Ucyu Renshi (Space Poem Chain): Connecting Global People With Words
For as long as we can imagine, the heavens have at times been an easel on which human beings painted their dreams, sometimes mirroring their own lives. Today, as scientific progress helps unravel the world’s mysteries one by one, the skies above, extending to outer space, continue to inspire us with limitless curiosity as well as awe of the infinite beyond.
Ucyu Renshi (space poem chain) targets the establishment of a collaborative venue through renshi (chain poetry) by collectively considering space (the universe, Earth and life itself), unfettered by barriers of nation, culture, generation, profession, and position or rank.
The Japan Aerospace Exploration Agency, or JAXA, started the Ucyu Renshi program to connect people, including crew members in space, with words and allow them to feel more closely involved in space activities. Even those not interested in space sciences and technologies can participate in and enjoy Ucyu Renshi.
Renshi (chain poetry), a form developed from traditional Japanese “renga and renku (linked verse)” in the early 1970s, is now well known and has gained a global following. It is open ended, aiming to fuse the traditions of classical Japanese poetic forms with the world of modern poetry. Renshi is compiled by weaving words like batons in a relay race from one participant to the next.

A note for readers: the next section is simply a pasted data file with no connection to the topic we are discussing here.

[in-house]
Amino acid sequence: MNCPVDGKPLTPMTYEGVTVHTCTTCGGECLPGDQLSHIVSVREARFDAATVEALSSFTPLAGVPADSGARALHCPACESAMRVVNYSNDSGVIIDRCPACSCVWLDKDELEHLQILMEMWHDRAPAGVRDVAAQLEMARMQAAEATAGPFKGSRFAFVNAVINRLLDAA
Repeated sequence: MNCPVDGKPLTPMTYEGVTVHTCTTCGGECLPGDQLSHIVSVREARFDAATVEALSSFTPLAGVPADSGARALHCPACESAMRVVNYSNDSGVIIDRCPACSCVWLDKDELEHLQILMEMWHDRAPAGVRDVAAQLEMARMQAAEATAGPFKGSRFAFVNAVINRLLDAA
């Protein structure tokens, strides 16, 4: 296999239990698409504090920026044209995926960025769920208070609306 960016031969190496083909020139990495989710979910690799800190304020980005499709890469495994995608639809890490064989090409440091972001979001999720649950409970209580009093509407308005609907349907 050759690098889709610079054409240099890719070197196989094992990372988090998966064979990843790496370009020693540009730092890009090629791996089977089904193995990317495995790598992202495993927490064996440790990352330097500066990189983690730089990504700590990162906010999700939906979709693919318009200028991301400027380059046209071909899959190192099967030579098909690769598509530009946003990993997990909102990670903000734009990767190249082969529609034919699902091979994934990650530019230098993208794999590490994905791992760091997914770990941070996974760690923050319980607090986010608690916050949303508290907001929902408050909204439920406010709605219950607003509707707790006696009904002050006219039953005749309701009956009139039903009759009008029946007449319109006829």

Ucyu Renshi is a form of renshi compiled by thoughts of imaging space, including Earth and our lives. Collaborating with and considering other participants is clearly essential to creating remarkable Ucyu Renshi, and doing so helps to build bonds among people.
JAXA compiles one Ucyu Renshi collection every year, consisting of around 24 short poems. Half are written by the public, while the remainder feature the contributions of famous poets. After the completion of the Ucyu Renshi, it is recorded on a DVD, which is then loaded into the International Space Station every year. A Ucyu Renshi symposium is also held to introduce the Ucyu Renshi to the public. JAXA also is applying Ucyu Renshi to Japanese language classes in elementary schools. Students compile Uchu Renshi in class and learn how to create the poems with famous poets while learning the importance of cooperation within the class. Students enjoy creating Ucyu Renshi and are very excited about participating in the “Kibo” big space project.
JAXA started the Ucyu Renshi in 2006, and the four Ucyu Renshi already composed are now stored in the International Space Station’s Japanese Experiment Module, or “Kibo,” which means “hope” in Japanese. All participants can watch the space station from the ground, imagining their poems stowed in the station, a shining star in space. Since it started in 2006, the number of participants has steadily increased, with more and more people interested in Ucyu Renshi and space activities. Furthermore, Ucyu Renshi inspires them with a new universal view.
Space Environment Utilization Center, JAXA
Last update: 15 August 2012